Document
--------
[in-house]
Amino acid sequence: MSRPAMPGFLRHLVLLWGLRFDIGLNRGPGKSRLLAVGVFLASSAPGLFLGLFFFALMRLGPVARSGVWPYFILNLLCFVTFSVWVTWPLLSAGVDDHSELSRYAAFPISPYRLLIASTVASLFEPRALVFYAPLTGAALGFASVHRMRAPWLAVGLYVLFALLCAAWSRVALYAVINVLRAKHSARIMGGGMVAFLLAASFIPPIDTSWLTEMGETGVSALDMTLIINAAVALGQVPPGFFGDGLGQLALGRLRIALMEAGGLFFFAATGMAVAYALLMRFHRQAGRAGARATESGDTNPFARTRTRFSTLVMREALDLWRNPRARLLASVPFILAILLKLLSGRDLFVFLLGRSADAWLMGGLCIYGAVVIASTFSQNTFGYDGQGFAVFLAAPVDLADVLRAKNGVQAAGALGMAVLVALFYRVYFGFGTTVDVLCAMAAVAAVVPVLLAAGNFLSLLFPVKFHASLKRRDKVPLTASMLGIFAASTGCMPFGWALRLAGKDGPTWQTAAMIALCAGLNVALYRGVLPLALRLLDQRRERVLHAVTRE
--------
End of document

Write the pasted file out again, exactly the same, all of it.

[in-house]
Amino acid sequence: MSRPAMPGFLRHLVLLWGLRFDIGLNRGPGKSRLLAVGVFLASSAPGLFLGLFFFALMRLGPVARSGVWPYFILNLLCFVTFSVWVTWPLLSAGVDDHSELSRYAAFPISPYRLLIASTVASLFEPRALVFYAPLTGAALGFASVHRMRAPWLAVGLYVLFALLCAAWSRVALYAVINVLRAKHSARIMGGGMVAFLLAASFIPPIDTSWLTEMGETGVSALDMTLIINAAVALGQVPPGFFGDGLGQLALGRLRIALMEAGGLFFFAATGMAVAYALLMRFHRQAGRAGARATESGDTNPFARTRTRFSTLVMREALDLWRNPRARLLASVPFILAILLKLLSGRDLFVFLLGRSADAWLMGGLCIYGAVVIASTFSQNTFGYDGQGFAVFLAAPVDLADVLRAKNGVQAAGALGMAVLVALFYRVYFGFGTTVDVLCAMAAVAAVVPVLLAAGNFLSLLFPVKFHASLKRRDKVPLTASMLGIFAASTGCMPFGWALRLAGKDGPTWQTAAMIALCAGLNVALYRGVLPLALRLLDQRRERVLHAVTRE